Filmmakers are always looking for the Next Big Thing, but sometimes the Next Big Thing is something that's been around for decades. Here's a roundup of classic science fiction books that have been optioned for filming rights and will hopefully find their way to film and television.

Fahrenheit 451 by Ray Bradbury

Although Ray Bradbury, arguably one of literature's greatest writers, wrote in multiple literary genres, his best-known work is the iconic 1953 dystopian novel Fahrenheit 451. This dark future America is a hedonistic illiterate society where citizens are often glued to their interactive entertainment devices. Books are, in fact, outlawed and it's the job of firemen to burn them out of existence wherever they turn up. Bradbury's use of the controversial topic of book burning confused many people for years about what statement the book was trying to make.  Long thought to be about censorship, Bradbury eventually revealed that Fahrenheit 451 was about the negative impact that television had on the consumption of literature. Ironically, television is where viewers will get to see Bradbury's classic play out. HBO Films will be adapting the Fahrenheit 451 and have signed actors Michael B. Jordan to play fireman Guy Montag, who wonders about the meaning of his life; Oscar-nominated Michael Shannon who will play his mentor Captain Beatty; and Sofia Boutella, who plays the role of Clarisse, a "subversive" who dares to question their bookless way of life.  This would be the second film adaptation of the book; In 1966, François Truffaut wrote and directed a film version of Bradbury's book starring Oskar Werner and Julie Christie.

The Left Hand of Darknessby Ursula K. Le Guin

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Speaking of literature's treasures, I recently wrote about Ursula K. Le Guin's boxed collection of Hainish Cycle novels and stories. Among them was the 1969 novel The Left Hand of Darkness, a forerunner of feminist science fiction.  The protagonist of the novel is named Genly Ai, a male Earth-born ethnologist and envoy tasked with traveling to wintery planet Gethen to facilitate Gethen's inclusion into the Ekumen, a growing intergalactic civilization. Not much is known about Gethen culture.  The androgynous people of Gethen are unique in that their gender is fluid; they become either male or female at the peak of their sexual cycle.  Le Guin's thoughtful exploration of gender politics challenged readers to examine their own assumptions about gender roles and for that it deservedly won multiple awards. An adaptation of this classic was long overdue. But now, the production company Critical Content purchased the rights to adapt The Left Hand of Darkness as a limited series. Good news for fans of faithful adaptations: Le Guin will serve as consulting producer for the project.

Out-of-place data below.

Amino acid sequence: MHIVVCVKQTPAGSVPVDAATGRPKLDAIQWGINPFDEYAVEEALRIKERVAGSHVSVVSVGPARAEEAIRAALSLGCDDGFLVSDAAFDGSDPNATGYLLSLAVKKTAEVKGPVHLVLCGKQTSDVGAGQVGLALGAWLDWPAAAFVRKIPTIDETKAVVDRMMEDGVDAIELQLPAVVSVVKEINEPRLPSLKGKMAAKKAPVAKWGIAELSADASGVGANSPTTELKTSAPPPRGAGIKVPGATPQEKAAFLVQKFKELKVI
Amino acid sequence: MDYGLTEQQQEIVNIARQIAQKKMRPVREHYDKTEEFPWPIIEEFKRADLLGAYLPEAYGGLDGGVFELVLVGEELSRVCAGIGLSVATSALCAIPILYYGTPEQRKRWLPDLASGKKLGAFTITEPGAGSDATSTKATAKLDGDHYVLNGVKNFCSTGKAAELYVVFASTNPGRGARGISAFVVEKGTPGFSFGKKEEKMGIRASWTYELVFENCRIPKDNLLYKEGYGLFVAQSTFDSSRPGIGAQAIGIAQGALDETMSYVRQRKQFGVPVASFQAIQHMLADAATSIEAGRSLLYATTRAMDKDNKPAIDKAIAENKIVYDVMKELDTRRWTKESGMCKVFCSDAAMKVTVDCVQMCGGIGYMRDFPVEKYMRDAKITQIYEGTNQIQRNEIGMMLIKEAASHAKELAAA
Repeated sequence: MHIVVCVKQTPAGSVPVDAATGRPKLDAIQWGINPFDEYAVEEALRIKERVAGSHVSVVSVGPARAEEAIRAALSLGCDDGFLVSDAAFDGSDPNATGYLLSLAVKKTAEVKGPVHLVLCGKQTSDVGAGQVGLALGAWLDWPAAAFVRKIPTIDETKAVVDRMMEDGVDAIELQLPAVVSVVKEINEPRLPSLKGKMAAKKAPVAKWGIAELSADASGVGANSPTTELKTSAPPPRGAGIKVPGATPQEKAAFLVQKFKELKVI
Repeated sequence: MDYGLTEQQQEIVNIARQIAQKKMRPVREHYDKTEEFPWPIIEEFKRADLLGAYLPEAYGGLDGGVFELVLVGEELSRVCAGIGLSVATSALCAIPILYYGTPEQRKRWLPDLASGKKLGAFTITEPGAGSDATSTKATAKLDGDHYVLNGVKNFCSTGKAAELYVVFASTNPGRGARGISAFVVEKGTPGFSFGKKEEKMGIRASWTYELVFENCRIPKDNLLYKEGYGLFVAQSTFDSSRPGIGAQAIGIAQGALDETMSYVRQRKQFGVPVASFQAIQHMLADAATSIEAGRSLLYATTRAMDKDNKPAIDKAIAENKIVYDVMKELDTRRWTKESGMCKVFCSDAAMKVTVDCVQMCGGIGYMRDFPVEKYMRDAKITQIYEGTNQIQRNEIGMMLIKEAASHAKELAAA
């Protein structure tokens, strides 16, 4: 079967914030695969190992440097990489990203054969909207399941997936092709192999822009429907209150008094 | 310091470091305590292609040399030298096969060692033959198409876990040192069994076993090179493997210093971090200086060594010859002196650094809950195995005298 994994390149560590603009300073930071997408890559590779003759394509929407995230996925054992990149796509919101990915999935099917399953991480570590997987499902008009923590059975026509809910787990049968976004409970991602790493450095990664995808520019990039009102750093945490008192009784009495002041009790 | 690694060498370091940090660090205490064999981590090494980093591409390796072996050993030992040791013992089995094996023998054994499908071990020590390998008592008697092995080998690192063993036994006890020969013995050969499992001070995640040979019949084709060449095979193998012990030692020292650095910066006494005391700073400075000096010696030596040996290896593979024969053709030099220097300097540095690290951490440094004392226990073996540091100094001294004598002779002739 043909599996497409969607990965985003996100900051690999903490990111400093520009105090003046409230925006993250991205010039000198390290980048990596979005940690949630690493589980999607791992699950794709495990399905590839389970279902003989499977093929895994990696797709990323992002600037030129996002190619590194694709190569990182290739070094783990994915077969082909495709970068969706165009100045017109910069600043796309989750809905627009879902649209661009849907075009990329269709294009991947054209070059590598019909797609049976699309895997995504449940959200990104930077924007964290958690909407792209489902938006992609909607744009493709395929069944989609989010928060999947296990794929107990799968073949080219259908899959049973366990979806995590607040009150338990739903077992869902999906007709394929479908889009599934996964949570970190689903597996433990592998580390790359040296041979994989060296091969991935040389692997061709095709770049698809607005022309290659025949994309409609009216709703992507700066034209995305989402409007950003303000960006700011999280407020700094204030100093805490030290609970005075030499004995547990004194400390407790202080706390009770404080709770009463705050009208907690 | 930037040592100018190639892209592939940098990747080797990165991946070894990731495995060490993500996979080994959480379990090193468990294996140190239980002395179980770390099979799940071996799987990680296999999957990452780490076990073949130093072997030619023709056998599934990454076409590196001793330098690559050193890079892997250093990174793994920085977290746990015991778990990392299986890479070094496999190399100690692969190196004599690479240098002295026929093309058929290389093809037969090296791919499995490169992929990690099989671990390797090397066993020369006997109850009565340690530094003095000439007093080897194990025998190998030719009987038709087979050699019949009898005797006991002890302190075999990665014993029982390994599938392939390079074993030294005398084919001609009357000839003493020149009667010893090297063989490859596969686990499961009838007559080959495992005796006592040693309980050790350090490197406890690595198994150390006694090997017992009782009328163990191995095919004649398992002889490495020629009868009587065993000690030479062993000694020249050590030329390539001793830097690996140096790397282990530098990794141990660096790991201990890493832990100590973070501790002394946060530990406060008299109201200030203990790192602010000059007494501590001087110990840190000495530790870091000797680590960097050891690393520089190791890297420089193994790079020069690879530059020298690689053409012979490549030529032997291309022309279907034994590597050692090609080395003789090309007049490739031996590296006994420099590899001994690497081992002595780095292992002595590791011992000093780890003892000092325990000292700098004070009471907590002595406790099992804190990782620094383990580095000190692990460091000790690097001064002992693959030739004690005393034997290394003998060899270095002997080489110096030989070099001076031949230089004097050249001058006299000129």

Hello America by J.G. Ballard

In Ballard's 1981 novel, an energy crisis in the twentieth century led to ecological collapse and America being abandoned by most of its residents. More than a century later, an expedition is launched from Europe to America to investigate the cause of increased radioactive fallout in England. The book traces the path of the expedition voyage in this "New World" of ecological ruin.  A proposed television adaptation, however, trades in the ecological collapse of America for an economic one. Netflix bought the rights to produce Ballard's classic through Ridley Scott's production company Scott Free. No stars are attached the production yet, but keep this voyage of rediscovery on your radar.

Foundation by Isaac Asimov

Isaac Asimov's sprawling Robots and Foundation series started with his classic novel Foundation, the start of a seven book cycle that was a science-fictional retelling of the decline and fall of the Roman Empire. Foundation revolved around the work of mathematician Hari Seldon who developed a new branch of mathematics known as psychohistory, which could be used to generally predict the future path of society. Seldon's psychohistory predicts the inevitable fall of the great Galactic Empire, but hopes to shrink the predicted dark age of thirty millennia to a mere thousand years. It seems like a thousand years since fans have been waiting to see this classic adapted to the screen, but the wait may be over. The production company Skydance is seeking to produce a television series based on the first three books of Asimov's Foundation (1951's Foundation, 1952's Foundation and Empire and 1953's Second Foundation). David S. Goyer (writer of Christopher Nolan's Batman films) and Josh Friedman (writer behind Steven Spielberg's War of the Worlds adaptation) are attached to the project.

Neuromancerby William Gibson

The "newest" sf classic novel in this roundup of classics is William Gibson's 1984 debut: the cyberpunk novel Neuromancer.  It introduced the cyberspace "Matrix" concept as it was the stomping grounds of data thief and Hacker cowboy Henry Dorsett Case. Case unfortunately steals data from his employers, prompting them to take revenge by crippling his nervous system. Nevertheless, a new mysterious employer hires Case and fixes him up (with conditions) for a secret mission targeting an artificial intelligence orbiting Earth that services a nefarious business clan. Should he fail the mission, he dies. If this sounds like something made for film, your suspicions will be confirmed. Deadpool's Tim Miller is helming a film adaptation of Neuromancer for Fox studios. The project is still in development, but this is another story that fans have been waiting a long time to see.

John DeNardo is the founding editor of SF Signal, a Hugo Award-winning science fiction and fantasy blog featuring news, reviews and interviews. You can follow him on Twitter as @sfsignal